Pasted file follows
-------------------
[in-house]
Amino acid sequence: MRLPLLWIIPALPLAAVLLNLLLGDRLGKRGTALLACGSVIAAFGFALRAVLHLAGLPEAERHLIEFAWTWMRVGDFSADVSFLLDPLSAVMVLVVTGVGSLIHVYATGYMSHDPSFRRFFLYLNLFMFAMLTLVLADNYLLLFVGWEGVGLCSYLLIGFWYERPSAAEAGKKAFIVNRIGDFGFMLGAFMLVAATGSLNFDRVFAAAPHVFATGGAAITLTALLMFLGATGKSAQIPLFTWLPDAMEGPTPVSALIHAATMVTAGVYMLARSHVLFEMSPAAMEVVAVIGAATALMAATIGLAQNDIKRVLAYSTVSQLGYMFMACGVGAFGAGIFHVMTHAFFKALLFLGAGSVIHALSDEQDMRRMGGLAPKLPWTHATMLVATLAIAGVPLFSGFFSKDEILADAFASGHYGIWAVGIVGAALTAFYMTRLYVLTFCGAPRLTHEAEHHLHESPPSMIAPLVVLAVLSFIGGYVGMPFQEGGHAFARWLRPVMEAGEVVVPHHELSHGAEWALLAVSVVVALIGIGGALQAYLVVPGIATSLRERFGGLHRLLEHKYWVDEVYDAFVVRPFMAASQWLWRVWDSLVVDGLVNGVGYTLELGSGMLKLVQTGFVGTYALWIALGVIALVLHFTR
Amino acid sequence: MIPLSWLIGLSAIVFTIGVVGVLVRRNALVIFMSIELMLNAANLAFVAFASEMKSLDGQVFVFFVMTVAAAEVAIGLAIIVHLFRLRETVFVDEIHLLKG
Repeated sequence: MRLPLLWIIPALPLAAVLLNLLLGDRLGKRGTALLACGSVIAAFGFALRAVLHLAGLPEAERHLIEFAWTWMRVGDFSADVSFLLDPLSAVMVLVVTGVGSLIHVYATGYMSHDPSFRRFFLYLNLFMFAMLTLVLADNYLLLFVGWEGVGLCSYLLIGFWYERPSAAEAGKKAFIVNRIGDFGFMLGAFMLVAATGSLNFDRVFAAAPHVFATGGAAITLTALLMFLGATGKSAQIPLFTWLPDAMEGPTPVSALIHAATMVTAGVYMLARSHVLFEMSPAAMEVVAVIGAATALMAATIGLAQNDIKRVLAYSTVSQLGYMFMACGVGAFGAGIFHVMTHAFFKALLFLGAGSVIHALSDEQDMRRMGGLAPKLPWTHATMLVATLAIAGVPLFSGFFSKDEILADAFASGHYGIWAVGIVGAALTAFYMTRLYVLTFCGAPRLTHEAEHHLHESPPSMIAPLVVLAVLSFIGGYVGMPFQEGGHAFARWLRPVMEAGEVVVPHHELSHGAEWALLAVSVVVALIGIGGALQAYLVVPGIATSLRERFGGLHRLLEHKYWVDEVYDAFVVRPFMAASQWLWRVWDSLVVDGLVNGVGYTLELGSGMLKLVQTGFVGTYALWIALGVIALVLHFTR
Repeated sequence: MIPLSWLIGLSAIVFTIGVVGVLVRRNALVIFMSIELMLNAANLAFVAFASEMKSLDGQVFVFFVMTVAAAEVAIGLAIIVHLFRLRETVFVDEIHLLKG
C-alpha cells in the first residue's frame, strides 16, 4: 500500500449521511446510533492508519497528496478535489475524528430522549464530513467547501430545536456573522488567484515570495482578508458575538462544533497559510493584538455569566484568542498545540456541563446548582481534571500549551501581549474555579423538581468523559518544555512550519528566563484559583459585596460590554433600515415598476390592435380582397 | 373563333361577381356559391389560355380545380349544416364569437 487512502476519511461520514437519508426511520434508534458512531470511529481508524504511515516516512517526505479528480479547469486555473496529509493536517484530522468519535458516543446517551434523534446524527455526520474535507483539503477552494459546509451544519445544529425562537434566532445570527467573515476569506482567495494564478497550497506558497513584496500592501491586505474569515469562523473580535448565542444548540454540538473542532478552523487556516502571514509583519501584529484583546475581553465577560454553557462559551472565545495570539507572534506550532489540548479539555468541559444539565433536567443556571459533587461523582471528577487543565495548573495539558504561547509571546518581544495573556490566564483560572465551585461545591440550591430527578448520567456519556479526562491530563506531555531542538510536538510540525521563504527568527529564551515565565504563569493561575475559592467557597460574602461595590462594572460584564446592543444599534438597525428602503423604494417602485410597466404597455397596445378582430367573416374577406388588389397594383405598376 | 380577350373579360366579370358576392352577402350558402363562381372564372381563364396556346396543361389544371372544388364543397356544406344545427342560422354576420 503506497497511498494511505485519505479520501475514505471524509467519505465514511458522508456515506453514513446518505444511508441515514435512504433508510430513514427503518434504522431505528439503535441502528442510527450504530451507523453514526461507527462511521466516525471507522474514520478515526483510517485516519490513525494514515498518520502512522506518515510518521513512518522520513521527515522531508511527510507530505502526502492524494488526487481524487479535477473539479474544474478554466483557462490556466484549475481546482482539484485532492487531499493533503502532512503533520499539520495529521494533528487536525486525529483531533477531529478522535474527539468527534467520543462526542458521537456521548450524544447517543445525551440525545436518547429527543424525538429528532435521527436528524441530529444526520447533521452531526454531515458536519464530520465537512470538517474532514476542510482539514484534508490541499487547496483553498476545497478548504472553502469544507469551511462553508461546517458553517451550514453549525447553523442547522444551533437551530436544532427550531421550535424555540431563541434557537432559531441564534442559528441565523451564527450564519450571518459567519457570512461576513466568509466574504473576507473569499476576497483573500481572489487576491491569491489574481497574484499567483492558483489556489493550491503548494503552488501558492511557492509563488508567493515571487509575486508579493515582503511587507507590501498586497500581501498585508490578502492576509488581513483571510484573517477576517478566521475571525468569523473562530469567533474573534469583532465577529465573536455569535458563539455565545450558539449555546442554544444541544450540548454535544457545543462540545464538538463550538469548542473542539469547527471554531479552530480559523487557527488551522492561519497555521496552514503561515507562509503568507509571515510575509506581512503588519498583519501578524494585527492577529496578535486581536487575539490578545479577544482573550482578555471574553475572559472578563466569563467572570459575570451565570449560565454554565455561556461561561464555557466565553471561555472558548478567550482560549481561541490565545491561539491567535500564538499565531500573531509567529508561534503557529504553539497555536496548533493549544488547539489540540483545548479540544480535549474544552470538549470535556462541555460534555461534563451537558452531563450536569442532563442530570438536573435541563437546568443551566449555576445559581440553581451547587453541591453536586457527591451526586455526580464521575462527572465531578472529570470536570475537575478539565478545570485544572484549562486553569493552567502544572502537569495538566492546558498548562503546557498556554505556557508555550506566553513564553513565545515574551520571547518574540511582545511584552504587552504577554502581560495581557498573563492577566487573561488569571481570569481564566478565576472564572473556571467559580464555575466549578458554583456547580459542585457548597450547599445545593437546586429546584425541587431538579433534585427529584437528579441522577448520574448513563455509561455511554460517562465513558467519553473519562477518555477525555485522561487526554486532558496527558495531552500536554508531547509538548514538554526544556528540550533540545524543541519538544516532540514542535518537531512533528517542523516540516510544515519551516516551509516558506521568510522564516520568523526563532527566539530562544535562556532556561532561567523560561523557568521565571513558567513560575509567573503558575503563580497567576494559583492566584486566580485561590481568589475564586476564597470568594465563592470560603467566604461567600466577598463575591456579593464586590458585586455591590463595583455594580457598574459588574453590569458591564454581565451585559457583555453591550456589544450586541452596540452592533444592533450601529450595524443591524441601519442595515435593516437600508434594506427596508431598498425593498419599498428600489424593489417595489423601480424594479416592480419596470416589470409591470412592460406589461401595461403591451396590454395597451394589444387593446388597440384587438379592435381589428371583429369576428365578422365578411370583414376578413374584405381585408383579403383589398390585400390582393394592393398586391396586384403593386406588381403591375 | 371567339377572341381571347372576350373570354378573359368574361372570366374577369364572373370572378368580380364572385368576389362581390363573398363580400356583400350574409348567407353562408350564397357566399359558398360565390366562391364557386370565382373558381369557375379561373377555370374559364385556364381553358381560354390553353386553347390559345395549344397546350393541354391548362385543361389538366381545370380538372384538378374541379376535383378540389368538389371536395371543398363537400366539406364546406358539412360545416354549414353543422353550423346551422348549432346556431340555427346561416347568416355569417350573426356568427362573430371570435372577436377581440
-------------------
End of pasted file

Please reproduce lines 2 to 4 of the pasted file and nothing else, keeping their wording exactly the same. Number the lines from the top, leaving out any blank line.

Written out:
Amino acid sequence: MRLPLLWIIPALPLAAVLLNLLLGDRLGKRGTALLACGSVIAAFGFALRAVLHLAGLPEAERHLIEFAWTWMRVGDFSADVSFLLDPLSAVMVLVVTGVGSLIHVYATGYMSHDPSFRRFFLYLNLFMFAMLTLVLADNYLLLFVGWEGVGLCSYLLIGFWYERPSAAEAGKKAFIVNRIGDFGFMLGAFMLVAATGSLNFDRVFAAAPHVFATGGAAITLTALLMFLGATGKSAQIPLFTWLPDAMEGPTPVSALIHAATMVTAGVYMLARSHVLFEMSPAAMEVVAVIGAATALMAATIGLAQNDIKRVLAYSTVSQLGYMFMACGVGAFGAGIFHVMTHAFFKALLFLGAGSVIHALSDEQDMRRMGGLAPKLPWTHATMLVATLAIAGVPLFSGFFSKDEILADAFASGHYGIWAVGIVGAALTAFYMTRLYVLTFCGAPRLTHEAEHHLHESPPSMIAPLVVLAVLSFIGGYVGMPFQEGGHAFARWLRPVMEAGEVVVPHHELSHGAEWALLAVSVVVALIGIGGALQAYLVVPGIATSLRERFGGLHRLLEHKYWVDEVYDAFVVRPFMAASQWLWRVWDSLVVDGLVNGVGYTLELGSGMLKLVQTGFVGTYALWIALGVIALVLHFTR
Amino acid sequence: MIPLSWLIGLSAIVFTIGVVGVLVRRNALVIFMSIELMLNAANLAFVAFASEMKSLDGQVFVFFVMTVAAAEVAIGLAIIVHLFRLRETVFVDEIHLLKG
Repeated sequence: MRLPLLWIIPALPLAAVLLNLLLGDRLGKRGTALLACGSVIAAFGFALRAVLHLAGLPEAERHLIEFAWTWMRVGDFSADVSFLLDPLSAVMVLVVTGVGSLIHVYATGYMSHDPSFRRFFLYLNLFMFAMLTLVLADNYLLLFVGWEGVGLCSYLLIGFWYERPSAAEAGKKAFIVNRIGDFGFMLGAFMLVAATGSLNFDRVFAAAPHVFATGGAAITLTALLMFLGATGKSAQIPLFTWLPDAMEGPTPVSALIHAATMVTAGVYMLARSHVLFEMSPAAMEVVAVIGAATALMAATIGLAQNDIKRVLAYSTVSQLGYMFMACGVGAFGAGIFHVMTHAFFKALLFLGAGSVIHALSDEQDMRRMGGLAPKLPWTHATMLVATLAIAGVPLFSGFFSKDEILADAFASGHYGIWAVGIVGAALTAFYMTRLYVLTFCGAPRLTHEAEHHLHESPPSMIAPLVVLAVLSFIGGYVGMPFQEGGHAFARWLRPVMEAGEVVVPHHELSHGAEWALLAVSVVVALIGIGGALQAYLVVPGIATSLRERFGGLHRLLEHKYWVDEVYDAFVVRPFMAASQWLWRVWDSLVVDGLVNGVGYTLELGSGMLKLVQTGFVGTYALWIALGVIALVLHFTR